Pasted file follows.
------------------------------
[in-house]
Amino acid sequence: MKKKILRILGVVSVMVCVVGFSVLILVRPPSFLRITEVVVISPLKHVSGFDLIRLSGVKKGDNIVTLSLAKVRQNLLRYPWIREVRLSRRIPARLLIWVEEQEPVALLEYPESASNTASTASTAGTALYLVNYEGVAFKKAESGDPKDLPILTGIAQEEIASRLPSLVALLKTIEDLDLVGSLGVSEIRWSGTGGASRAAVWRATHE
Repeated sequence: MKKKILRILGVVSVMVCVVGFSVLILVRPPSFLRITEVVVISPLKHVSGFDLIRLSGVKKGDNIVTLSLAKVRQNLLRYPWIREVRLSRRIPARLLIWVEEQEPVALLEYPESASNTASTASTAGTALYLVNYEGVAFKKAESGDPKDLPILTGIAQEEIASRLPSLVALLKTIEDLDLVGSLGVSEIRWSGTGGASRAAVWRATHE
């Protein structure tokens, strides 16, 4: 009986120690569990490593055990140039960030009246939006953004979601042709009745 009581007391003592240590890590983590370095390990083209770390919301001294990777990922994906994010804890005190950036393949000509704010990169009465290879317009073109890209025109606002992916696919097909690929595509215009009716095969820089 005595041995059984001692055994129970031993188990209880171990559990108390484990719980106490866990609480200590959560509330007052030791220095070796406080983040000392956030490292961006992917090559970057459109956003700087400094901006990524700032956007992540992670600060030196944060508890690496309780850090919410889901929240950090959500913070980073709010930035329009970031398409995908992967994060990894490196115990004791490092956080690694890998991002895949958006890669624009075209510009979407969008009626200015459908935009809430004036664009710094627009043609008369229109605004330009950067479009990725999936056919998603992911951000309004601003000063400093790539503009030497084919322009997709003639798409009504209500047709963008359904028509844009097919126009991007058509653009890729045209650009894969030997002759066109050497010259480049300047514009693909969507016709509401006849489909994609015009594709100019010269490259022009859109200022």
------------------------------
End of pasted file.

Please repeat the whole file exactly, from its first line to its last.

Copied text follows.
[in-house]
Amino acid sequence: MKKKILRILGVVSVMVCVVGFSVLILVRPPSFLRITEVVVISPLKHVSGFDLIRLSGVKKGDNIVTLSLAKVRQNLLRYPWIREVRLSRRIPARLLIWVEEQEPVALLEYPESASNTASTASTAGTALYLVNYEGVAFKKAESGDPKDLPILTGIAQEEIASRLPSLVALLKTIEDLDLVGSLGVSEIRWSGTGGASRAAVWRATHE
Repeated sequence: MKKKILRILGVVSVMVCVVGFSVLILVRPPSFLRITEVVVISPLKHVSGFDLIRLSGVKKGDNIVTLSLAKVRQNLLRYPWIREVRLSRRIPARLLIWVEEQEPVALLEYPESASNTASTASTAGTALYLVNYEGVAFKKAESGDPKDLPILTGIAQEEIASRLPSLVALLKTIEDLDLVGSLGVSEIRWSGTGGASRAAVWRATHE
């Protein structure tokens, strides 16, 4: 009986120690569990490593055990140039960030009246939006953004979601042709009745 009581007391003592240590890590983590370095390990083209770390919301001294990777990922994906994010804890005190950036393949000509704010990169009465290879317009073109890209025109606002992916696919097909690929595509215009009716095969820089 005595041995059984001692055994129970031993188990209880171990559990108390484990719980106490866990609480200590959560509330007052030791220095070796406080983040000392956030490292961006992917090559970057459109956003700087400094901006990524700032956007992540992670600060030196944060508890690496309780850090919410889901929240950090959500913070980073709010930035329009970031398409995908992967994060990894490196115990004791490092956080690694890998991002895949958006890669624009075209510009979407969008009626200015459908935009809430004036664009710094627009043609008369229109605004330009950067479009990725999936056919998603992911951000309004601003000063400093790539503009030497084919322009997709003639798409009504209500047709963008359904028509844009097919126009991007058509653009890729045209650009894969030997002759066109050497010259480049300047514009693909969507016709509401006849489909994609015009594709100019010269490259022009859109200022």